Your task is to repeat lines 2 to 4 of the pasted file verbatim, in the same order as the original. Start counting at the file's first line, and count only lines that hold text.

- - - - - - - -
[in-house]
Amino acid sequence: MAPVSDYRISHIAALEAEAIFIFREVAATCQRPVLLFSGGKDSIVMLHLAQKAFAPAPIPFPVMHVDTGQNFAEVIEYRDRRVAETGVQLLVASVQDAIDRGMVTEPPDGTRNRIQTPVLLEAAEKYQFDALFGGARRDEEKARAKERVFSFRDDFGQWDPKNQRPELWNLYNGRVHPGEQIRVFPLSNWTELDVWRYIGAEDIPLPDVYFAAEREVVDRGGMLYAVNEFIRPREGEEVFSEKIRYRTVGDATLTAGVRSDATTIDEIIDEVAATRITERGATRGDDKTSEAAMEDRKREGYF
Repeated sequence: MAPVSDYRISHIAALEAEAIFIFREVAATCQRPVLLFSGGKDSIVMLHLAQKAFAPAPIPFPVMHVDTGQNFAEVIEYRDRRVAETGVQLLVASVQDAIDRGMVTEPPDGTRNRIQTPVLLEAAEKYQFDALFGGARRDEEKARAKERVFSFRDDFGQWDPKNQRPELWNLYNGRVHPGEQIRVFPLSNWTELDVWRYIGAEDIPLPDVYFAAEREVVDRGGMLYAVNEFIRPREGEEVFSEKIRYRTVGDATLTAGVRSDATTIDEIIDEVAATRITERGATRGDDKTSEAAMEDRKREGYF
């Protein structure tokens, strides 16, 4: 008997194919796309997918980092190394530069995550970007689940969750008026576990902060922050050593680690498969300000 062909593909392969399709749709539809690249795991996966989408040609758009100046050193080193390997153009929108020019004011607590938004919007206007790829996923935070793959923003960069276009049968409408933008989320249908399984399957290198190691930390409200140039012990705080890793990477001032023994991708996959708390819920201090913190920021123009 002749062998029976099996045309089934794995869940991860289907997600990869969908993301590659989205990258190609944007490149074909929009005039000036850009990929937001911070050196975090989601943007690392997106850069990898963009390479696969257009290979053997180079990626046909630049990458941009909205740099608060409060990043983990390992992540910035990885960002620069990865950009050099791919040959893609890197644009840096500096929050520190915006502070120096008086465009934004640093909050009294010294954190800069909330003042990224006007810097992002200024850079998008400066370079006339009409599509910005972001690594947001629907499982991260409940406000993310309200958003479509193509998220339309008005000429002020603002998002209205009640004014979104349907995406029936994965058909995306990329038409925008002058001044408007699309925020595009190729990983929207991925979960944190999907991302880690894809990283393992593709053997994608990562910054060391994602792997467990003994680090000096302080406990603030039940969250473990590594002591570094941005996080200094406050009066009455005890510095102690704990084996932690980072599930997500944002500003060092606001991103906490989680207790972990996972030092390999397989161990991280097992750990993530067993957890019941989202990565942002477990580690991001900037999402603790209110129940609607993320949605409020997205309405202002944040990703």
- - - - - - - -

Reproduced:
Amino acid sequence: MAPVSDYRISHIAALEAEAIFIFREVAATCQRPVLLFSGGKDSIVMLHLAQKAFAPAPIPFPVMHVDTGQNFAEVIEYRDRRVAETGVQLLVASVQDAIDRGMVTEPPDGTRNRIQTPVLLEAAEKYQFDALFGGARRDEEKARAKERVFSFRDDFGQWDPKNQRPELWNLYNGRVHPGEQIRVFPLSNWTELDVWRYIGAEDIPLPDVYFAAEREVVDRGGMLYAVNEFIRPREGEEVFSEKIRYRTVGDATLTAGVRSDATTIDEIIDEVAATRITERGATRGDDKTSEAAMEDRKREGYF
Repeated sequence: MAPVSDYRISHIAALEAEAIFIFREVAATCQRPVLLFSGGKDSIVMLHLAQKAFAPAPIPFPVMHVDTGQNFAEVIEYRDRRVAETGVQLLVASVQDAIDRGMVTEPPDGTRNRIQTPVLLEAAEKYQFDALFGGARRDEEKARAKERVFSFRDDFGQWDPKNQRPELWNLYNGRVHPGEQIRVFPLSNWTELDVWRYIGAEDIPLPDVYFAAEREVVDRGGMLYAVNEFIRPREGEEVFSEKIRYRTVGDATLTAGVRSDATTIDEIIDEVAATRITERGATRGDDKTSEAAMEDRKREGYF
């Protein structure tokens, strides 16, 4: 008997194919796309997918980092190394530069995550970007689940969750008026576990902060922050050593680690498969300000 062909593909392969399709749709539809690249795991996966989408040609758009100046050193080193390997153009929108020019004011607590938004919007206007790829996923935070793959923003960069276009049968409408933008989320249908399984399957290198190691930390409200140039012990705080890793990477001032023994991708996959708390819920201090913190920021123009 002749062998029976099996045309089934794995869940991860289907997600990869969908993301590659989205990258190609944007490149074909929009005039000036850009990929937001911070050196975090989601943007690392997106850069990898963009390479696969257009290979053997180079990626046909630049990458941009909205740099608060409060990043983990390992992540910035990885960002620069990865950009050099791919040959893609890197644009840096500096929050520190915006502070120096008086465009934004640093909050009294010294954190800069909330003042990224006007810097992002200024850079998008400066370079006339009409599509910005972001690594947001629907499982991260409940406000993310309200958003479509193509998220339309008005000429002020603002998002209205009640004014979104349907995406029936994965058909995306990329038409925008002058001044408007699309925020595009190729990983929207991925979960944190999907991302880690894809990283393992593709053997994608990562910054060391994602792997467990003994680090000096302080406990603030039940969250473990590594002591570094941005996080200094406050009066009455005890510095102690704990084996932690980072599930997500944002500003060092606001991103906490989680207790972990996972030092390999397989161990991280097992750990993530067993957890019941989202990565942002477990580690991001900037999402603790209110129940609607993320949605409020997205309405202002944040990703």